A review by John Mountain
Directed by Antonio Negret
Written by George Richards
I've known at least two sets of identical twins in my lifetime. One set were brothers, the other sisters. The brothers lived in my neighborhood; the sisters were two girls I knew in school. To be quite honest with you, even though I don't creep out very easily, there was always something about them that I found somewhat...eerie. With the two sisters especially I always got the impression that one knew what the other was thinking and vice versa. As I got older I even began to suspect that one sister knew when the other was having an orgasm, but you could probably chalk that up to the perverted mind of a teenage boy.
Edmund and Gary Entin play identical twins with the power of telekinesis. These two bring a whole new meaning to the expression 'creepy little bastards.' To even wonder whether they use these powers for good is a complete waste of thought. They videotape their crimes and re-watch to see if they feel anything at the moment of their victim’s deaths. I wondered throughout the entire movie just what it was that they wanted to feel. Was it remorse? Was it pain? Personally for these two telekinetic terrors satisfaction for a job well done would be the acceptable emotion.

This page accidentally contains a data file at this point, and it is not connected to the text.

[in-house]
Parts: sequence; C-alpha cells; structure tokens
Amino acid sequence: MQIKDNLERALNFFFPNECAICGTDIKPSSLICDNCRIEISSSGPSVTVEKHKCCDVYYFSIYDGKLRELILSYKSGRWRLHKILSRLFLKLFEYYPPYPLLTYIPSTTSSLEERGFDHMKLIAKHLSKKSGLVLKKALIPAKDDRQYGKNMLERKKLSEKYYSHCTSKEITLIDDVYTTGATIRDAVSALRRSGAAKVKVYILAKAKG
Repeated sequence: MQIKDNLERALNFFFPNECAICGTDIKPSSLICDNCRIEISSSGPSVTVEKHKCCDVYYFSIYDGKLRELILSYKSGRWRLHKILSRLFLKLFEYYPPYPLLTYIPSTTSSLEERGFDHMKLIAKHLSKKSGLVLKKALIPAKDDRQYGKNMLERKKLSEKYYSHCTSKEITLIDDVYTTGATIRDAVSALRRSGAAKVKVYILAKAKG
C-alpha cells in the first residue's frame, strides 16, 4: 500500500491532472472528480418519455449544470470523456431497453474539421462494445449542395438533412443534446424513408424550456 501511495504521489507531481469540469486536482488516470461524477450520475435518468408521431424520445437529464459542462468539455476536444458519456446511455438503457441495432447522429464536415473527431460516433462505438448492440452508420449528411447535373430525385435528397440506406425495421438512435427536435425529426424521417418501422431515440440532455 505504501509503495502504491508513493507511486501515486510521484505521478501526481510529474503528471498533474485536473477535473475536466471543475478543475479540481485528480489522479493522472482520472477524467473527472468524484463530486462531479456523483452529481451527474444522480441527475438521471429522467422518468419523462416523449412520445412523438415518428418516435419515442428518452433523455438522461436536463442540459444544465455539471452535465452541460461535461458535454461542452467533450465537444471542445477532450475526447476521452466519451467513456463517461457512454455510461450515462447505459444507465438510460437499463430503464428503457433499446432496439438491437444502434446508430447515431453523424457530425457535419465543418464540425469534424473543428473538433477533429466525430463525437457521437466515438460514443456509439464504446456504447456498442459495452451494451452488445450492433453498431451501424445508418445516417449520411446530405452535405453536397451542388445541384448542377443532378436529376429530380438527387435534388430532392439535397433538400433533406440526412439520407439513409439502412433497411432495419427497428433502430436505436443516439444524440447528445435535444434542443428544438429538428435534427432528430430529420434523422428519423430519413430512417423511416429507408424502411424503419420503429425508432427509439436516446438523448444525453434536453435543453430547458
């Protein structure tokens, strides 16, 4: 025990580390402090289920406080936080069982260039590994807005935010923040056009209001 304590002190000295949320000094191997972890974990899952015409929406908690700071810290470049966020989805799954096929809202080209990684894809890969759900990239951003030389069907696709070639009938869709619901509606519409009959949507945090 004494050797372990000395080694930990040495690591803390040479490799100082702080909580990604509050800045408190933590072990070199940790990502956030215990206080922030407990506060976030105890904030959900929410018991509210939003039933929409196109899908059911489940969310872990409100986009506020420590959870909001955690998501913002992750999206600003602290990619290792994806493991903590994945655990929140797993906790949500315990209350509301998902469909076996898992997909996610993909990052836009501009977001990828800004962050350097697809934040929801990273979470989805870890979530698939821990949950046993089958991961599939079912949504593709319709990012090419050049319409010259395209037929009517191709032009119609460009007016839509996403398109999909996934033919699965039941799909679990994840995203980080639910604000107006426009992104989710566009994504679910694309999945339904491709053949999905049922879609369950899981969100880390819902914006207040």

Orlando Jones is Detective Lampkin. Detective Lampkin is trying to get to the bottom of the deaths; all the while struggling with his own tragic past and attempting to figure out where the twins play a part in the whole thing. I mostly remember Jones from comedic roles such as Bedazzled and Evolution. It took me a while to warm up to his character here, but in the end I felt that it was a part that fit him well.
Seconds Apart is a good horror movie. There's enough gore to satisfy the gore-hounds, enough suspense for the easily frightened and enough black humor for the rest of us. The biggest crime the film commits is that it doesn't try for greatness. It's too bad, they were so very close.